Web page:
‘Outrageous ethnic stereotypes? Vaddaya talkin’ bout?’ Zac Kelty, Steven Walters and Joseph Holt
Summer in North Texas typically finds theaters offering musical comedies or plays by Shakespeare. Second Thought Theatre has managed to do both at once – with a raucous, hip-hop version of The Comedy of Errors. KERA’s Jerome Weeks has this review.
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Many people still believe The Comedy of Errors is William Shakespeare’s first comedy, even his first play. Actually, scholarly consensus has pushed it back — possibly even to his third comic outing (after he’d already succeeded with several history plays). With its goofy plot and bawdy humor, it’s easy to understand why people see Comedy as a first effort.
But all the slapstick silliness can be explained by the play’s origins: It was part of the holiday revels at the Inns of Court in 1594. The Inns were London’s all-male law schools — meaning drunken law students were the play’s first audience. Think of The Comedy of Errors as Shakespeare’s rowdy, frat-house entertainment.
That’s pretty much how four NYU students — Jordan Allen-Dutton, Jason Catalano, GQ and Erik Weiner — saw it in 1999 when they created The Bomb-itty of Errors. They cleverly (though not consistently) translated Shakespeare’s play into old-school, Beastie Boy rap rhythms and transplanted Shakespeare’s world of dimwits and deceivers, brothels and convents, into the hip-hop culture of loud caricature. It’s like a rap video full of weed and bling, hoodies and playas and white boys trying to be street. The adapters devised a prologue to explain the play’s unlikely back story, how all the main characters, both masters and servants, are identical.
“Four months later in a downtown hospital
Betty gave birth to what was then impossible.
Quadruplets! Four baby boys.
I’m talking four – what? – beautiful bundles of joy.”
All of this doesn’t mistreat Shakespeare much. The Comedy of Errors never had profound poetry or characters. Shakespeare flattered the deep legal minds who first saw the play over their beer mugs with his nudge-nudge borrowings from Roman comedies. It’s an instance of the playwright showing he could throw down classic-style against his ‘University Wit’ rivals like Christopher Marlowe and Robert Greene.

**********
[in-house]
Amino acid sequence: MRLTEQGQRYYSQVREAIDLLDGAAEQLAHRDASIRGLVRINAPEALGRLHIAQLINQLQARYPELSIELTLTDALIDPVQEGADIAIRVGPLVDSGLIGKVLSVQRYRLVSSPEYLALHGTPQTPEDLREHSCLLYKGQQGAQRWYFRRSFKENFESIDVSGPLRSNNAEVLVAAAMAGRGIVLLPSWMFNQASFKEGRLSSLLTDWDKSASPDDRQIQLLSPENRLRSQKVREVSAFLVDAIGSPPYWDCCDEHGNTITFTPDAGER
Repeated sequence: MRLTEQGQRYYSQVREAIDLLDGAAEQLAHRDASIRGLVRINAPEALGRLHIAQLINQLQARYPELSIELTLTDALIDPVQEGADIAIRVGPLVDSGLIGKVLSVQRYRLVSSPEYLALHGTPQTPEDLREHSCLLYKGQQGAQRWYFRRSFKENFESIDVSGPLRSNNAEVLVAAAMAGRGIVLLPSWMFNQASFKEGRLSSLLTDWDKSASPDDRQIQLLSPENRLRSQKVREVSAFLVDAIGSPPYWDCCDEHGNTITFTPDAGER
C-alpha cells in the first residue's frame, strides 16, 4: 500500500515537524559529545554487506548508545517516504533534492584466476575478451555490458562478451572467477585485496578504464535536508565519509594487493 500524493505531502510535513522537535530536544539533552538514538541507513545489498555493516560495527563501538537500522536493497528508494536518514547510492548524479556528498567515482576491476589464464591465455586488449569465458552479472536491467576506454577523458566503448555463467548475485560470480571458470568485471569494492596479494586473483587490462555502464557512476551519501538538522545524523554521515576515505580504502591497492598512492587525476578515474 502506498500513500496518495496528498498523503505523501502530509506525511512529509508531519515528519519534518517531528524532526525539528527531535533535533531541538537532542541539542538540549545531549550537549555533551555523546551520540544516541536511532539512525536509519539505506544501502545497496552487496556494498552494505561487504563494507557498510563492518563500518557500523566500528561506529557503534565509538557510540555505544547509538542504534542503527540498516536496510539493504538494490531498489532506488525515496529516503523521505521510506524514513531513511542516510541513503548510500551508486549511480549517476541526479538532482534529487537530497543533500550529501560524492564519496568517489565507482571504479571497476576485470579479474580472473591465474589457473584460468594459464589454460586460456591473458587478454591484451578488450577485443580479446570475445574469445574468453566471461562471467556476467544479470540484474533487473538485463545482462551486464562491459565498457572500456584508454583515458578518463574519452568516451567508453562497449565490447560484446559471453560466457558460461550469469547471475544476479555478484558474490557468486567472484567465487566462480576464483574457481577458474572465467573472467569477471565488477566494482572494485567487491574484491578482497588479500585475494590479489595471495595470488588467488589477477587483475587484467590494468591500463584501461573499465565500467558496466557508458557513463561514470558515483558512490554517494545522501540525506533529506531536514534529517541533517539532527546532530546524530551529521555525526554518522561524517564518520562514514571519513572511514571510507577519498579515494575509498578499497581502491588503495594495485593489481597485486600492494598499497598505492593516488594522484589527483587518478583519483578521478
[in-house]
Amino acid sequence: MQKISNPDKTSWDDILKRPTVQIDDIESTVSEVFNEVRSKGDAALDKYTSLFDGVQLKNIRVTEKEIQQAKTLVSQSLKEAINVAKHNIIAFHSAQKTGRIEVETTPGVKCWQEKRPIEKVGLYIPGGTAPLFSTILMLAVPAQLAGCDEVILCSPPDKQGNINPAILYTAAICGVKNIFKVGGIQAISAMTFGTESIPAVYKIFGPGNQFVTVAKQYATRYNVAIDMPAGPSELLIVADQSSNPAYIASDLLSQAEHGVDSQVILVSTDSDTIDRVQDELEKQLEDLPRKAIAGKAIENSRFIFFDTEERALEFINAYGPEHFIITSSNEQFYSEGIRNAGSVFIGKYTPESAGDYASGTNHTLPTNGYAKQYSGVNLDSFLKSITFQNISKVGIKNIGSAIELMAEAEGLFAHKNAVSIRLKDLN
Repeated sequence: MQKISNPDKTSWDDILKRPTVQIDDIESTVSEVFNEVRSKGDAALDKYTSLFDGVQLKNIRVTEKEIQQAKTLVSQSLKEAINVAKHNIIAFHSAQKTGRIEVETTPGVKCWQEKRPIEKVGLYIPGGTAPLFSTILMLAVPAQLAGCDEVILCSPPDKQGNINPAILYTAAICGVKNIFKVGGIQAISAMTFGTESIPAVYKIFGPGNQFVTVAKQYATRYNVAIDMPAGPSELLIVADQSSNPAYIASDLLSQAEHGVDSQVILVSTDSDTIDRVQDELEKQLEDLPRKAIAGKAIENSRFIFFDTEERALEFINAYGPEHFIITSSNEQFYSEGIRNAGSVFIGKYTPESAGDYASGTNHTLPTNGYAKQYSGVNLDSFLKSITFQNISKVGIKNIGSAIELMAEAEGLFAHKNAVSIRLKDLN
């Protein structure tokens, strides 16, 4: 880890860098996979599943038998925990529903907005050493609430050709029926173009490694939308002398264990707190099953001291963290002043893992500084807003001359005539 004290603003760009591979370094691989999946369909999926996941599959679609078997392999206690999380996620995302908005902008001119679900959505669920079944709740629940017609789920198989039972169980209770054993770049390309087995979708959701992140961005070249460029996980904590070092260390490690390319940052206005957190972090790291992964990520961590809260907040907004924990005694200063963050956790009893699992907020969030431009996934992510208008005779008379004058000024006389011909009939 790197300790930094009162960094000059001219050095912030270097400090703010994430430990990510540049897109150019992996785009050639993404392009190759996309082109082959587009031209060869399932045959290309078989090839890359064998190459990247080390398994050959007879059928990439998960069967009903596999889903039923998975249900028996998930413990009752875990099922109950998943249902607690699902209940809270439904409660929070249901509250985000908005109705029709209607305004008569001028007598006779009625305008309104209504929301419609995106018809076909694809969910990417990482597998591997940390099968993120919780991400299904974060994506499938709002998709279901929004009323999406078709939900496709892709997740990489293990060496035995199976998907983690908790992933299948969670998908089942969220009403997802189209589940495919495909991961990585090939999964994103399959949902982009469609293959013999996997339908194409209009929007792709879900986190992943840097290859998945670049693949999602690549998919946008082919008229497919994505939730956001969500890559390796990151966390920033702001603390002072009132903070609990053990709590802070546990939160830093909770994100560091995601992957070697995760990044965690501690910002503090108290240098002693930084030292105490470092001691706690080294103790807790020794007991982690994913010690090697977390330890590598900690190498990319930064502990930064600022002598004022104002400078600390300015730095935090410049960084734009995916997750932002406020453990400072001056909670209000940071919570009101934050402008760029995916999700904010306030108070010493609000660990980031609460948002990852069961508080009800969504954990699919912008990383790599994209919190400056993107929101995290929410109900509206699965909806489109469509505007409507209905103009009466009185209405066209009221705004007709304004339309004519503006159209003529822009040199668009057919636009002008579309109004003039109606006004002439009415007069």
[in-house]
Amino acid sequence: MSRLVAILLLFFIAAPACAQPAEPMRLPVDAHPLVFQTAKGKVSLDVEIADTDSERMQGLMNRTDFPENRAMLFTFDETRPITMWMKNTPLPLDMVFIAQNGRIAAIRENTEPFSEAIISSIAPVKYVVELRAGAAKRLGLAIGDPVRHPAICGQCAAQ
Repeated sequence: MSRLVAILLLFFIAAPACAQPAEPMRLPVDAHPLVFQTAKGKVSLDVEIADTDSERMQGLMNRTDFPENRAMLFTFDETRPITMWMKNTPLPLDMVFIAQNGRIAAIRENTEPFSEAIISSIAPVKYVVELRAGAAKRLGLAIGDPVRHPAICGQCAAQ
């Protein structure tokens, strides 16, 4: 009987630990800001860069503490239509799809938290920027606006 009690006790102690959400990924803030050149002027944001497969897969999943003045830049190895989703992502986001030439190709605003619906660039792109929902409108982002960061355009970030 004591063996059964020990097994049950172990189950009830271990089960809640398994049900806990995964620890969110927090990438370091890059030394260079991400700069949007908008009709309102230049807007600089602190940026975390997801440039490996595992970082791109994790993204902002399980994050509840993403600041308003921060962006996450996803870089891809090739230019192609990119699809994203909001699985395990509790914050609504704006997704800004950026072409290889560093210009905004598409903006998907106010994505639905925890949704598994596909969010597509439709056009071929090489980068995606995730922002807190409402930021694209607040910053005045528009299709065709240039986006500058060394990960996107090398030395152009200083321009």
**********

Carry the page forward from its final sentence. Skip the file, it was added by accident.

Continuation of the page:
But Shakespeare’s Latin sources provide the plot machinery and some names; other than that, Comedy of Errors has always been about puns, plot shenanigans and rapid-fire gags. In fact, the Bomb-itty adaptation — with all its crudities — works relatively better at this than quite a few zany ‘Wild West’ or deco-’20s or Beverly Hills versions I’ve sat through, even better than some more earnest, conventional models.
How? Everyone’s gone on about the hip-hop music, and how the play is something of a compendium-commentary-already-nostalgic-history of beats. Fine. Terrific. Keepin’ it pop-culture-bright and relevant. That’s mostly decoration, really, although it’s the decoration that will bring a younger audience in the door and happily chant along, slinging the rappers’ slang. But it was condensing the play to fit just four male actors that was the Bomb-itty adapters’ truly smart move. All those frantic costume changes ramp up the speed, the general air of hilarious desperation (and identity confusion).
Best of all, having only four actors brings back that truly grand Shakespearean tradition: the drag act.
Directed by Amy Anders Corcoran, the Second Thought Theatre’s show is often too loud, too fast – sometimes, you can’t catch the lyrics. Its set is your basic jungle-gym-scaffolding-black-box-experimental theater circa 1964 (with a computer and video upgrade). But it features two fine drag turns — Drew Wall as a courtesan and Joseph Holt as an angry wife — but also a truly lovable one: Zac Kelty as a dim bulb blonde. Where Holt and Wall are hot-headed and tearful or hot-headed and imperious — like Chris Kattan doing Mango — Kelty is unpredictable: sweet, determined, clueless and honest by turns. Indeed, if any North Texas company ever gets around to staging One Man, Two Guvnors, they should hang on to Kelty’s phone number in Australia — where he lives. He’d make a superb stand-in for that show’s current London-to-Broadway star, James Corden.
Beyond the drag acts, we get outrageously broad ethnic caricatures that, if you’re offended by them, it may be because you’ve missed the point about no one taking any of this nonsense seriously (Steven Walters excels as the elderly Jewish jeweler). And we have video messages and lots of getting the audience to clap along, sing along and occasionally get assaulted by the actors’ flying sweat. This Comedy of Errors is trashy, stupid, tasteless fun.
Drunken law students? No better audience for it.
All images by Karen Almond